Groups of students jam the band hall. Some are splayed on the ground, others lean or sit on whatever they can find.
After three hours of marching practice outdoors, they’re tired.
New Wildcat band members began practice July 22, with veterans returning July 27.
A week and half into the grueling practice schedule, the students are ready for more.
Kimberly Taylor, a senior in the color guard, said she can’t wait for football games.
“I love football games. We’re the reason everyone’s hyped up,” she said.
Taylor, a self-proclaimed extrovert, said being in color guard helps her express her outgoing nature.
“It’s fun,” she said. “I love meeting new people.”
But band isn’t just about fun for Taylor.
“Being in the color guard, we kind of put color to the music. They play the soundtrack and we’re the picture for it,” the 17-year-old said.
Senior Stephanie Lamm plays the French horn in the band. The 17-year-old said she enjoys band because it’s a family atmosphere.
“We work together and we’re a team,” she said. “But it’s not just that. When we have a problem, whether it’s band related or not, we can come to each other and talk about it.”
Lamm said the band spends 90 percent of their time together during the first semester of the school year, which helps cultivate the feeling of being surrounded by family.
“We’re together a lot. A lot a lot,” she said.
Band Director Bill Allred said the 180-member band is practicing for contest season which begins in October with a regional contest in Arlington, Texas.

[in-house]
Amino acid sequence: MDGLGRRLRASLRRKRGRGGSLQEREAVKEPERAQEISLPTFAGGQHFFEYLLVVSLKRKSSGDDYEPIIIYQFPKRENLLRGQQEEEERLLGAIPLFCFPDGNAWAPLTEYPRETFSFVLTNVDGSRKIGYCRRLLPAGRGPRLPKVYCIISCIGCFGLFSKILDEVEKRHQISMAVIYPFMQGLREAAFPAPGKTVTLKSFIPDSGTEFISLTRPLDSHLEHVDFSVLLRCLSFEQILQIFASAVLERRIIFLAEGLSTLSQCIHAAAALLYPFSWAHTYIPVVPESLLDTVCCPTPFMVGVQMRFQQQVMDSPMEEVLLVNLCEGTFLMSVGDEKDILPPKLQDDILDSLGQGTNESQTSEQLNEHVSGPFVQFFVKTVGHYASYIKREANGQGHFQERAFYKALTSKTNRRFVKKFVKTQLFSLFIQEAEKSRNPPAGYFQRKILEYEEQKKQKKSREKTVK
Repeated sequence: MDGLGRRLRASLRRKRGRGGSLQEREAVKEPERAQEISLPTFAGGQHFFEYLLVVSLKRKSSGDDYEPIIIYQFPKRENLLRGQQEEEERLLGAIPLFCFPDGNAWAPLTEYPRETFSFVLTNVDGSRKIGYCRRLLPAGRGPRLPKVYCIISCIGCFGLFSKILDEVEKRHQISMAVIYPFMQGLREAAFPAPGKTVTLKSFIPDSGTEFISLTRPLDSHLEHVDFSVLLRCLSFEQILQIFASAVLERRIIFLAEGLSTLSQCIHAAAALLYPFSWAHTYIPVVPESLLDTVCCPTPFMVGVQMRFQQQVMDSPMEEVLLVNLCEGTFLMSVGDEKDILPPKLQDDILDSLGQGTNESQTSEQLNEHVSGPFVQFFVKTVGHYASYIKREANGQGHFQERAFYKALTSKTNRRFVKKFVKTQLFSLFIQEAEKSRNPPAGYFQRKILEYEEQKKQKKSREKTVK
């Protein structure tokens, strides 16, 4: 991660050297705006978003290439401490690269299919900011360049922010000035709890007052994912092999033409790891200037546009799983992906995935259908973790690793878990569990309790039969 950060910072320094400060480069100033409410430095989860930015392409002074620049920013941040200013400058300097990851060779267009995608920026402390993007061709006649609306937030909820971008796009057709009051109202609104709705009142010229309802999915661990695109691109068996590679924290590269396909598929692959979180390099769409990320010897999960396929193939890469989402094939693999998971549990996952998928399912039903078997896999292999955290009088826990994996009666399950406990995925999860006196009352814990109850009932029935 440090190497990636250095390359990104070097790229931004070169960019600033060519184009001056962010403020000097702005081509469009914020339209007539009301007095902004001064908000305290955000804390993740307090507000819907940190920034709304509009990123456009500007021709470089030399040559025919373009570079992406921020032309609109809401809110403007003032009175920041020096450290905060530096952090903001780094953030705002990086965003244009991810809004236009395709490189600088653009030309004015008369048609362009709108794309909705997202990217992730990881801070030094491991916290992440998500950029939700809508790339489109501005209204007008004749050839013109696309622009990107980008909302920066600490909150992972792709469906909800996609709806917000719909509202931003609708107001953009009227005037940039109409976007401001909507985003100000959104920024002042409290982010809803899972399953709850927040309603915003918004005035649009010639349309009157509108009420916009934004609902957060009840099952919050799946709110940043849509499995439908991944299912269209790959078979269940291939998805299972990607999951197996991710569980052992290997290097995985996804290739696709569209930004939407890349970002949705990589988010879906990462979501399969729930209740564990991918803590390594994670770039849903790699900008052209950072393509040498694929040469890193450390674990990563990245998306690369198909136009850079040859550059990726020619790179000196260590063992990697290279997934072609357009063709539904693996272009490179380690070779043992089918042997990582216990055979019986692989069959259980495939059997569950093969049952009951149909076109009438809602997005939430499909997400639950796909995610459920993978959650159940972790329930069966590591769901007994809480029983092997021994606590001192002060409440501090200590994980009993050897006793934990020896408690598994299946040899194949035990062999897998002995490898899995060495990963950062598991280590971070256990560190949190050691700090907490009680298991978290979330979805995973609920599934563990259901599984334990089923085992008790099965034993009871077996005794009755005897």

He said while the band always strives to be their best in competition, the act of being in the band teaches the students important life lessons.
“Number one is teamwork. Band is the ultimate in teamwork. You can’t rebound and shoot again. You get one shot at band performance,” Allred said.
Allred said being in any group teaches students life lessons, like people skills.
“The students have the opportunity to be a section leader or a band officer,” he said. “And they learn how to deal with people’s emotions which is an important thing to know. We’re demanding on them not just for the sake of the band being number one, but to teach them the life skills that will help them be successful,” Allred said.
The director said band also gives students something they can be proud of, lifelong memories, and a sense of accomplishment.
“I know these are all cliché answers, but that’s what it truly is,” he said. “If I had a nickel for every time someone in the community told me ‘I was in Norvil Howell’s band and we went to this competition and what great memories,’” he said.
The band’s first event of the year is its annual fundraiser, the March-a-thon. It is from 8 a.m. until noon Aug. 15.